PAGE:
Would you complain about this?

(13 Posts)
Vajazzler Mon 04-Feb-13 19:27:03

My dc's school has implemented a new lunchtime regime that involves coning off areas of the playground into zones such as reading, football, quiet games, art area. The children must choose an area to spend their lunch break in and may not switch area. There is no running, shouting, chasing or free play allowed. Prior to this there was an inside art club and ict club for children that wished to stay inside and do something quiet. The main reason I have a problem is that since this started they have insisted you must stay in your chosen area and keep your lunchbox and coat with you but this means that my dc1's stuff is getting covered in mud every day. The dc's (I have 4 in the primary) are moaning about the whole thing and I must admit I'm a bit [hmmm] about children not being able to run off their energy at lunchtime.

betterwhenthesunshines Mon 04-Feb-13 19:36:24

Hmm I can understand a quieter are of the playground for those who want to play quietly rather than chase around, but it does sound a bit regimented. Have they written to you about it, or is this child feedback? Maybe it's just a trial and it won't last long once they realise it's too complicated

50shadesofvomit Mon 04-Feb-13 22:45:14

Our school has a quiet area and a general area and you have to stick to one or the other.

The arrangement works well for children who find the normal playground too intense.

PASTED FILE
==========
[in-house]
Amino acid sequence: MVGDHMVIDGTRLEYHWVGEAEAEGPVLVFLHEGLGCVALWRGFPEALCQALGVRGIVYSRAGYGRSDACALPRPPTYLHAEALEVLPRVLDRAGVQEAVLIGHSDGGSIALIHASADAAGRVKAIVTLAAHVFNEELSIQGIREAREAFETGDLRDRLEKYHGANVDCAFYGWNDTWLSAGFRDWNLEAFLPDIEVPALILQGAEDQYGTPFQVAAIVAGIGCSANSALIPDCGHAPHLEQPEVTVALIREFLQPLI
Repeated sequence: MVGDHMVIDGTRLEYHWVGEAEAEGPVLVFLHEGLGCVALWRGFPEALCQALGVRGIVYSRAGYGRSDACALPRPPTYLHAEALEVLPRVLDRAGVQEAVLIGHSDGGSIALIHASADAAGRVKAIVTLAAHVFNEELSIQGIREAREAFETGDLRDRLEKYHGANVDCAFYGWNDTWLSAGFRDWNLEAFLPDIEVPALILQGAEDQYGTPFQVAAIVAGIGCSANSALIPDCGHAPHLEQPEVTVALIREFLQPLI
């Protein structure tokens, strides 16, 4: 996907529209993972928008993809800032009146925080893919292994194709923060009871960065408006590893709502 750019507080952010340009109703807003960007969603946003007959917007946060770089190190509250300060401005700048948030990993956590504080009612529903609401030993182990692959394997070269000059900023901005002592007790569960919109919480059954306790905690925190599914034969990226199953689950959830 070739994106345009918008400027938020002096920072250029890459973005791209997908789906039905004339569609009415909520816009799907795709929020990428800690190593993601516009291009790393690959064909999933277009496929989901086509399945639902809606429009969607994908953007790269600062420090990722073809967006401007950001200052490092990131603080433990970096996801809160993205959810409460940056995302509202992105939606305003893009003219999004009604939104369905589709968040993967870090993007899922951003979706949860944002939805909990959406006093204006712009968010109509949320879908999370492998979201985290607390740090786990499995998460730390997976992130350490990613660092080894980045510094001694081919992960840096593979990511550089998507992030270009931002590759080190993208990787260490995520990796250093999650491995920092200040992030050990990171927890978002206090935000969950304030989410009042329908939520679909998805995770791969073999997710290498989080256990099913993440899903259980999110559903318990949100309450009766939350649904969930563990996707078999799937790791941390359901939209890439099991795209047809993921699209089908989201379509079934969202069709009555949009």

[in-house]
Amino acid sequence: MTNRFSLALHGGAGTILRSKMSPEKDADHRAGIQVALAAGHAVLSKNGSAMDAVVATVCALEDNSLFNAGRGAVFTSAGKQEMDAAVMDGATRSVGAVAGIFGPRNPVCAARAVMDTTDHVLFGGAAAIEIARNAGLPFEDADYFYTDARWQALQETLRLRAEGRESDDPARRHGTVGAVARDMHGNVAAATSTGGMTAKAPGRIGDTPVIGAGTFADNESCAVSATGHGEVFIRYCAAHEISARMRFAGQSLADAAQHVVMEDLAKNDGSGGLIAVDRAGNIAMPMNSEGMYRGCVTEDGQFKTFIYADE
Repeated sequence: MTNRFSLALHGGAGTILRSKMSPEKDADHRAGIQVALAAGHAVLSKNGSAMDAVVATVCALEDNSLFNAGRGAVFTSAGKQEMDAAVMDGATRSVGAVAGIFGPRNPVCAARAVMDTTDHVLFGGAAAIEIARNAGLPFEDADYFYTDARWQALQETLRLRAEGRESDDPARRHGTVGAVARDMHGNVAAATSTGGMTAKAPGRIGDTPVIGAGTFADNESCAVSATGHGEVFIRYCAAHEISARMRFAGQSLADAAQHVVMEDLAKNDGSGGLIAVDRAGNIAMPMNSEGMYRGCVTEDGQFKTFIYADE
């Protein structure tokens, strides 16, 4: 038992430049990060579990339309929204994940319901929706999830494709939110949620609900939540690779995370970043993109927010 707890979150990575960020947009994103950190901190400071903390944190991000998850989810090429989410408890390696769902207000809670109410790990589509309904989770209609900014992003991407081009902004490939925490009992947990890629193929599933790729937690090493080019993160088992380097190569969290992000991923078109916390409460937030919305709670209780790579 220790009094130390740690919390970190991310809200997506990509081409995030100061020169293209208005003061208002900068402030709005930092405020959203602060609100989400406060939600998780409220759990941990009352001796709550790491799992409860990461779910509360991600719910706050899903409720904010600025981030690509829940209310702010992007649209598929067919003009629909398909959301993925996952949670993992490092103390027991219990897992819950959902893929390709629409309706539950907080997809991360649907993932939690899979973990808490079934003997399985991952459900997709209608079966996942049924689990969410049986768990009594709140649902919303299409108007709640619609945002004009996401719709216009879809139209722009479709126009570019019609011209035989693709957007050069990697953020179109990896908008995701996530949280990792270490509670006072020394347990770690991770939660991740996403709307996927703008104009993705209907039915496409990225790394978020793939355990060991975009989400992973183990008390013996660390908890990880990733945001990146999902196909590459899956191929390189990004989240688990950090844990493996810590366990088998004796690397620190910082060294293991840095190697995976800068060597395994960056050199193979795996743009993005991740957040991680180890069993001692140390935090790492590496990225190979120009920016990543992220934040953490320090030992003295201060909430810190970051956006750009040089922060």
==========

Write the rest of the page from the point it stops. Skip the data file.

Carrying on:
I would be complaining about the situation at your school. All 3 of my kids love to run around playing games like It or ball games. When it's so cold, I don't blame them for running around to keep warm and let off steam loudly after sitting down quietly all day. Your school is being far too regimented.

Vajazzler Mon 04-Feb-13 23:23:01

Thanks for the feedback. We weren't informed of the change by the school, the first i knew about it was my son suddenly coming home muddy every day, some days if he had fallen over playing footie he'd have to change into pe kit. Then the others started complaining about having to stay in the zones, so i asked a few members of staff what was going on and they confirmed what the dc'shad said, and encouraged me to write to the head as many children and staff were unhappy with new arrangements but were powerless to do anything about it.

PastSellByDate Tue 05-Feb-13 14:03:10

Vajazzler:

My advice is don't individually write or see the head, talk to other parents and get together a group request.

I advise this, because several of us complained as individuals (being told this was the done way) only to be individually told 'nobody else has raised this issue' by the head, and to be each separately given the impression we were being terribly difficult and demanding.

Unfortunately, for the school we got together as parents found out this had happened and then wrote as a group of 25 out of 30 parents (all invited to write) of the class to complain about something we didn't like and put forward three possible solutions.

We received a very gracious letter, where the Head expressed her surprise that parents felt so strongly, but ultimately we got what we wanted.

Unfortunately, I've rather found our primary school to be a bit like a dictatorship and our solution was insurrection, although we did try to be polite about it.